Preprint Article Version 1 Preserved in Portico This version is not peer-reviewed

Calcium Transport along the Axial Canal in Acropora

Version 1 : Received: 8 July 2021 / Approved: 13 July 2021 / Online: 13 July 2021 (10:02:33 CEST)

How to cite: Li, Y.; Liao, X.; He, C.; Lu, Z. Calcium Transport along the Axial Canal in Acropora. Preprints 2021, 2021070286 (doi: 10.20944/preprints202107.0286.v1). Li, Y.; Liao, X.; He, C.; Lu, Z. Calcium Transport along the Axial Canal in Acropora. Preprints 2021, 2021070286 (doi: 10.20944/preprints202107.0286.v1).

Abstract

In Acropora, the complex canals in a coral colony connect all polyps into a holistic network to collaborate in performing biological processes. There are various types of canals, including calice, axial canals, and other internal canals, with structures that are dynamically altered during different coral growth states due to internal calcium transport. However, few studies have considered the regulation of calcium transport in Acropora. In this study, we investigated the morphological changes of the axial canal in six Acropora muricata samples by high resolution micro-computed tomography, observing the patterns of the axial canal during the processes of new branch formation and truncated branch rebuilding. We visualized the formation of a new branch from a calice and deposition of the iconic hexactin skeletons in the axial canal. Furthermore, the diameter and volume changes of the axial canal in truncated branches during rebuilding processes were calculated, revealing that the volume ratio of calcareous deposits in the axial canal exhibit significant increases within the first three weeks, returning to levels in the initial state in the following week. This work indicates that the axial canal can transport calcium to form hexactin skeletons in a new branch and rebuild the tip of a truncated branch. The calcium transport along canal network regulates various growth processes, including budding, branching, skeleton forming, and self-rebuilding of an Acropora colony. Understanding the changes in canal function under normal and extreme conditions will provide theoretical guidance for restoration and protection of coral reefs.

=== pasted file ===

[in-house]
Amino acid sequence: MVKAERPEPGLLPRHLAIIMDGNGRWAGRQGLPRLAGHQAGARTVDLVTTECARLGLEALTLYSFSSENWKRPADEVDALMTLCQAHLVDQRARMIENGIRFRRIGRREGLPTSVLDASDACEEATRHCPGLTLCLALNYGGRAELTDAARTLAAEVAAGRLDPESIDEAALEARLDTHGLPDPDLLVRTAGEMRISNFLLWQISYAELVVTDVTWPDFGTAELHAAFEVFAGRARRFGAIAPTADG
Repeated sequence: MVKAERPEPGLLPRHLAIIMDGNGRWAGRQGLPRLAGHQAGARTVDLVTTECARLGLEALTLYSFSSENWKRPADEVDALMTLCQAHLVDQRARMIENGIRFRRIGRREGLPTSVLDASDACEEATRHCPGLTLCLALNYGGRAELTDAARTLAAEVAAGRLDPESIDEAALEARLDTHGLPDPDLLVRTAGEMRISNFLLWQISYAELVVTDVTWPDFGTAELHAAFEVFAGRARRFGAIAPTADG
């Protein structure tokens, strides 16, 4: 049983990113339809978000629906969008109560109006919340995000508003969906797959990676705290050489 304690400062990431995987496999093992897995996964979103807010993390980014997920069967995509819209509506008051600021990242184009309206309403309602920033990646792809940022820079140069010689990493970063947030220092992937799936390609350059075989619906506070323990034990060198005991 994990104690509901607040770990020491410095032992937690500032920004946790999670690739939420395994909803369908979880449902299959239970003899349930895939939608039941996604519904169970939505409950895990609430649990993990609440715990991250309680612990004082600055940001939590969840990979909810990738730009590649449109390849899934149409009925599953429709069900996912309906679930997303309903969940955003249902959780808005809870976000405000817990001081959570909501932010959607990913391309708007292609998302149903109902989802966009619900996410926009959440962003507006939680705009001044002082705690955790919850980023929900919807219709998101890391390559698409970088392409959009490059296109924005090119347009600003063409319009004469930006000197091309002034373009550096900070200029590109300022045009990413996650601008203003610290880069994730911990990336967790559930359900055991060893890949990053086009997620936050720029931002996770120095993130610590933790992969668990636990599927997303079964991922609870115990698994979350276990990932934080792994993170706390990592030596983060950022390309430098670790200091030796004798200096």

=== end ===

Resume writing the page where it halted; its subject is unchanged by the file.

Subject Areas

axial canal; reef-building coral; high resolution micro-computed tomography; Acropora muricata; calcium transport; deposit

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